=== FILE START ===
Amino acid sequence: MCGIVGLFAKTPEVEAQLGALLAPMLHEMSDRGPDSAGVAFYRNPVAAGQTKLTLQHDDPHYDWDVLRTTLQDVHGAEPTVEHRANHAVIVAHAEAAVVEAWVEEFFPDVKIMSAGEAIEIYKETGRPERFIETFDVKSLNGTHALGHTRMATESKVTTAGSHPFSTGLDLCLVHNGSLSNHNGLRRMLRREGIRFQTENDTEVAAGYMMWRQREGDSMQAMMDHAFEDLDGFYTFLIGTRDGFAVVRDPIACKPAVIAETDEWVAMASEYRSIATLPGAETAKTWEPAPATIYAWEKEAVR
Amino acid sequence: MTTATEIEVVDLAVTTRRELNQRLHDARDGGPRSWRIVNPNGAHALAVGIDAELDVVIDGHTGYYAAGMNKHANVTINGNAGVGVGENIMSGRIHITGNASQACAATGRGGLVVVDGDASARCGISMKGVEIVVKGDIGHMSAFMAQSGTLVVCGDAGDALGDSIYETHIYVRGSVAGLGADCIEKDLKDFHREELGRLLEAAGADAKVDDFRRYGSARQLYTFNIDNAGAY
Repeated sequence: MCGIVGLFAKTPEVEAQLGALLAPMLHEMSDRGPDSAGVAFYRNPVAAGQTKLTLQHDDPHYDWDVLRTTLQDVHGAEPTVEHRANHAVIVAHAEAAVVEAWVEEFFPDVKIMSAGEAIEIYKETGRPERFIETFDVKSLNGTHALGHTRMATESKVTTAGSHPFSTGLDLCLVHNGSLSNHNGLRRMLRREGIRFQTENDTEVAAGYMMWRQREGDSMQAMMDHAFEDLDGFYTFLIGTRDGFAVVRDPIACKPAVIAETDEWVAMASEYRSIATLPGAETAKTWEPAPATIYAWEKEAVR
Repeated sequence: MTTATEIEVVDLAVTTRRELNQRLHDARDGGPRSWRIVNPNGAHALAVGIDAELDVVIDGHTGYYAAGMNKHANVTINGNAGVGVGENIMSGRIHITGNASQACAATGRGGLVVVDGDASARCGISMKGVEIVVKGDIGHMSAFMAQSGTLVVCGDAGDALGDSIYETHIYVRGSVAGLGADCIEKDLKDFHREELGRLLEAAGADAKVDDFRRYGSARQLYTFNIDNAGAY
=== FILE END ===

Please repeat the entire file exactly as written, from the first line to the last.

Amino acid sequence: MCGIVGLFAKTPEVEAQLGALLAPMLHEMSDRGPDSAGVAFYRNPVAAGQTKLTLQHDDPHYDWDVLRTTLQDVHGAEPTVEHRANHAVIVAHAEAAVVEAWVEEFFPDVKIMSAGEAIEIYKETGRPERFIETFDVKSLNGTHALGHTRMATESKVTTAGSHPFSTGLDLCLVHNGSLSNHNGLRRMLRREGIRFQTENDTEVAAGYMMWRQREGDSMQAMMDHAFEDLDGFYTFLIGTRDGFAVVRDPIACKPAVIAETDEWVAMASEYRSIATLPGAETAKTWEPAPATIYAWEKEAVR
Amino acid sequence: MTTATEIEVVDLAVTTRRELNQRLHDARDGGPRSWRIVNPNGAHALAVGIDAELDVVIDGHTGYYAAGMNKHANVTINGNAGVGVGENIMSGRIHITGNASQACAATGRGGLVVVDGDASARCGISMKGVEIVVKGDIGHMSAFMAQSGTLVVCGDAGDALGDSIYETHIYVRGSVAGLGADCIEKDLKDFHREELGRLLEAAGADAKVDDFRRYGSARQLYTFNIDNAGAY
Repeated sequence: MCGIVGLFAKTPEVEAQLGALLAPMLHEMSDRGPDSAGVAFYRNPVAAGQTKLTLQHDDPHYDWDVLRTTLQDVHGAEPTVEHRANHAVIVAHAEAAVVEAWVEEFFPDVKIMSAGEAIEIYKETGRPERFIETFDVKSLNGTHALGHTRMATESKVTTAGSHPFSTGLDLCLVHNGSLSNHNGLRRMLRREGIRFQTENDTEVAAGYMMWRQREGDSMQAMMDHAFEDLDGFYTFLIGTRDGFAVVRDPIACKPAVIAETDEWVAMASEYRSIATLPGAETAKTWEPAPATIYAWEKEAVR
Repeated sequence: MTTATEIEVVDLAVTTRRELNQRLHDARDGGPRSWRIVNPNGAHALAVGIDAELDVVIDGHTGYYAAGMNKHANVTINGNAGVGVGENIMSGRIHITGNASQACAATGRGGLVVVDGDASARCGISMKGVEIVVKGDIGHMSAFMAQSGTLVVCGDAGDALGDSIYETHIYVRGSVAGLGADCIEKDLKDFHREELGRLLEAAGADAKVDDFRRYGSARQLYTFNIDNAGAY